Undifferentiated pleomorphic sarcoma is a common form of soft tissue malignancy in which the tissue type of origin is not discernable. It is therefore a diagnosis of exclusion.
Pleomorphic sarcomas represent the largest group of soft tissue sarcomas in older adults, slightly more frequently in men. The incidence is about 1/100,000 per year.
Pleomorphic sarcoma typically occurs in the limbs and only rarely in the trunk. Pleomorphic sarcoma arising as the dedifferentiated part of a liposarcoma is a notable exeption and often occurs in the retroperitoneum.
Aetiology and Pathogenesis
No specific causative factors are known. About 2-3% arise in radiated fields.
Lesions grow rapidly but are uncommonly painful. Metastasis is infrequent at diagnosis (5%) but often occurs after treatment is completed.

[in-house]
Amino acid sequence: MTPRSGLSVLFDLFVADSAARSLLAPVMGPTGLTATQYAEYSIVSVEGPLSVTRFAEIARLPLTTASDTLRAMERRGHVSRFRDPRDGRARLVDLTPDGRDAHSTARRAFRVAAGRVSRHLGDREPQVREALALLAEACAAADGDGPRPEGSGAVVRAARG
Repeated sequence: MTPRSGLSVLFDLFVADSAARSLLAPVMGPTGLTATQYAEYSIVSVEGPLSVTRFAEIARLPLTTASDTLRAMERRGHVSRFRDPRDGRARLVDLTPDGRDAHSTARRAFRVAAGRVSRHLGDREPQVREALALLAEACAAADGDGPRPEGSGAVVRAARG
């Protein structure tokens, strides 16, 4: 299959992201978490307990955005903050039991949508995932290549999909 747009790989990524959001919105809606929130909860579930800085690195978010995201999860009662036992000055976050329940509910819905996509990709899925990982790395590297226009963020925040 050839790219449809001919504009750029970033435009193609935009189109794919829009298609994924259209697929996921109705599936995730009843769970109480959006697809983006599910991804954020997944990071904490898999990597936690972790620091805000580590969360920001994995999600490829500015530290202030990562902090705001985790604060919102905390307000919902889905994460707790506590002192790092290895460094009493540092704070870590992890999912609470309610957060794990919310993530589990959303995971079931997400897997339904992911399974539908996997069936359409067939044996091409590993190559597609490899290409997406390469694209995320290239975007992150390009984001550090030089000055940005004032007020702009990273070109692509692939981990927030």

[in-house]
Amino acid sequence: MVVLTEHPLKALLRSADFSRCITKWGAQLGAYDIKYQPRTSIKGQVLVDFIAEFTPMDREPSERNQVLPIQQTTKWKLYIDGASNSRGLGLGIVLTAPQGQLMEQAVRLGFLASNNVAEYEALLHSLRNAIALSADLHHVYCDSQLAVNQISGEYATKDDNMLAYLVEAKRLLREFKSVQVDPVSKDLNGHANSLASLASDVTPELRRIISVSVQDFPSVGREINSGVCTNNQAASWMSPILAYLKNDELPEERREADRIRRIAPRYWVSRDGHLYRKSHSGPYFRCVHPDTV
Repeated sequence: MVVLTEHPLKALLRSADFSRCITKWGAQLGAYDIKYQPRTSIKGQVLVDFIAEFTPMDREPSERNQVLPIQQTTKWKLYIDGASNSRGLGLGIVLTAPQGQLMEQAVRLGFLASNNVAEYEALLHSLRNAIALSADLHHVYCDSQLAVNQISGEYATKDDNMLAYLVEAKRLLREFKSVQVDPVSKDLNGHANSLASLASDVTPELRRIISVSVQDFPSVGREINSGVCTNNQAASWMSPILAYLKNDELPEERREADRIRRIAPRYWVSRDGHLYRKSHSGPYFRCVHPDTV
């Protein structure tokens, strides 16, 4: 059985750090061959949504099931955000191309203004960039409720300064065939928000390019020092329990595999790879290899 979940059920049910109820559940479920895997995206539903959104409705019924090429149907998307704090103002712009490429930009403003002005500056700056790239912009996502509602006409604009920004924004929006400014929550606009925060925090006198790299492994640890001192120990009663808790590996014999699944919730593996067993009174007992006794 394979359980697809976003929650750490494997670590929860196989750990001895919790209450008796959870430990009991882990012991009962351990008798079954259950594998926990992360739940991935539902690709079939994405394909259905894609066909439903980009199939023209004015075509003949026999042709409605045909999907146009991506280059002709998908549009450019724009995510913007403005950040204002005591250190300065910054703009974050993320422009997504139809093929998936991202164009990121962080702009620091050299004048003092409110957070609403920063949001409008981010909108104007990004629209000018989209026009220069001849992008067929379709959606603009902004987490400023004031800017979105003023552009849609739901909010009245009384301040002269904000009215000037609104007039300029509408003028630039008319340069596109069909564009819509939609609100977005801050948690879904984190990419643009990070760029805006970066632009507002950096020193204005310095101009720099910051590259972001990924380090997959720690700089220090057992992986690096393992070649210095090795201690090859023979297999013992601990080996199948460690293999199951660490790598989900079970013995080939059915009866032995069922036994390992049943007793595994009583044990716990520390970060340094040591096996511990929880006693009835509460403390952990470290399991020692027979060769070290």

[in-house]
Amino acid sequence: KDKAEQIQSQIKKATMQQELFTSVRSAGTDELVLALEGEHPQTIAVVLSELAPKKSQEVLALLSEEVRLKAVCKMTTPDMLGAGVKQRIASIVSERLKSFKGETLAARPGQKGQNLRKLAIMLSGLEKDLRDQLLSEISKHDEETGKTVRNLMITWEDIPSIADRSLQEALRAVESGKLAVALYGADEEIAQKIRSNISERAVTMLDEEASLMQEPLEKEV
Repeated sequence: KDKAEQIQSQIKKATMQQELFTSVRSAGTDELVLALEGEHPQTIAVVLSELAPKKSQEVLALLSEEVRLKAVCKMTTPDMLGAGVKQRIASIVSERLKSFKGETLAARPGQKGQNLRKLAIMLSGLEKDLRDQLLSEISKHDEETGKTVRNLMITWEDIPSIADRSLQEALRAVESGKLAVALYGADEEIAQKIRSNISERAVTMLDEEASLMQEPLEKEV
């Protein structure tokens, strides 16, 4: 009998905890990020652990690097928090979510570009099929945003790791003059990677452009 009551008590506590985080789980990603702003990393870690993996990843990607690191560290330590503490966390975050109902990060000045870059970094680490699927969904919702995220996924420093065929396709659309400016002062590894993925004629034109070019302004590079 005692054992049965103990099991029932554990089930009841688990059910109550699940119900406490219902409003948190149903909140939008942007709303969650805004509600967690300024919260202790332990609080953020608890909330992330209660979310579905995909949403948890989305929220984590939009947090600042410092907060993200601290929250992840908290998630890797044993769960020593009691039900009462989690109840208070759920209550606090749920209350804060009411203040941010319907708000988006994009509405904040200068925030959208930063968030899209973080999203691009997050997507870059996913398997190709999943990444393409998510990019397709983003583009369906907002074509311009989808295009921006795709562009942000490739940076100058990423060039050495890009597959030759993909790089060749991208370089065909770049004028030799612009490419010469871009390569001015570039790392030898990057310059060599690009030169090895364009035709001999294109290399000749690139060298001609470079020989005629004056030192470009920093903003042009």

The tumour is often large (5-10 cm +) and locally invasive. It may appear encapsulated. The cut surface is white to tan and has a fibrous appearance. Macroscopic areas of necrosis and haemorrhage are often visible.
Tumours vary in appearance. A common feature is significant anaplasia, with pleomorphism, mitoses, giant cells and hyperchromatism noted. Foamy macrophages (histiocytes) are commonly present.
Immunohistochemistry is used to divide pleomorphic sarcoma into those arising from a particular tissue (eg. pleomorphic liposarcoma, pleomorphic rhabdomyosarcoma) and those in which tissue origin can not be discerned. This last group is defined as undifferentiated pleomorphic sarcoma.
The genetic changes in undifferentiated pleomorphic sarcoma are, like other pleomorphic tumours, complex and no distinct translocation or amplification has been determined.